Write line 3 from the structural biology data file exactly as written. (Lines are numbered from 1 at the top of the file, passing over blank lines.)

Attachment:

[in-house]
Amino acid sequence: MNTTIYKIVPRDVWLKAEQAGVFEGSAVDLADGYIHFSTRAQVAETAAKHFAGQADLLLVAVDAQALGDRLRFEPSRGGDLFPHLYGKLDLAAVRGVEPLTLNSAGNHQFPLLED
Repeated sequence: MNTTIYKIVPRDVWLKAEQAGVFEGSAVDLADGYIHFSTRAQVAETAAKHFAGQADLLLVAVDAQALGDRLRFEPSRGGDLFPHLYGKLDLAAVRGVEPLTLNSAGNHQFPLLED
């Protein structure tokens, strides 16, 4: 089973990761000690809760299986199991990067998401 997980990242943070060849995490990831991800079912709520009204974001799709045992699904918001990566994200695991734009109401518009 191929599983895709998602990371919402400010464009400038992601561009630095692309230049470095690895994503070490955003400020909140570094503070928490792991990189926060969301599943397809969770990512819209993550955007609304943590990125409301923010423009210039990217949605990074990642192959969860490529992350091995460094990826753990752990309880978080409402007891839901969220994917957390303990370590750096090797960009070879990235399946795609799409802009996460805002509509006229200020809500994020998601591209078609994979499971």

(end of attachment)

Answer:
Repeated sequence: MNTTIYKIVPRDVWLKAEQAGVFEGSAVDLADGYIHFSTRAQVAETAAKHFAGQADLLLVAVDAQALGDRLRFEPSRGGDLFPHLYGKLDLAAVRGVEPLTLNSAGNHQFPLLED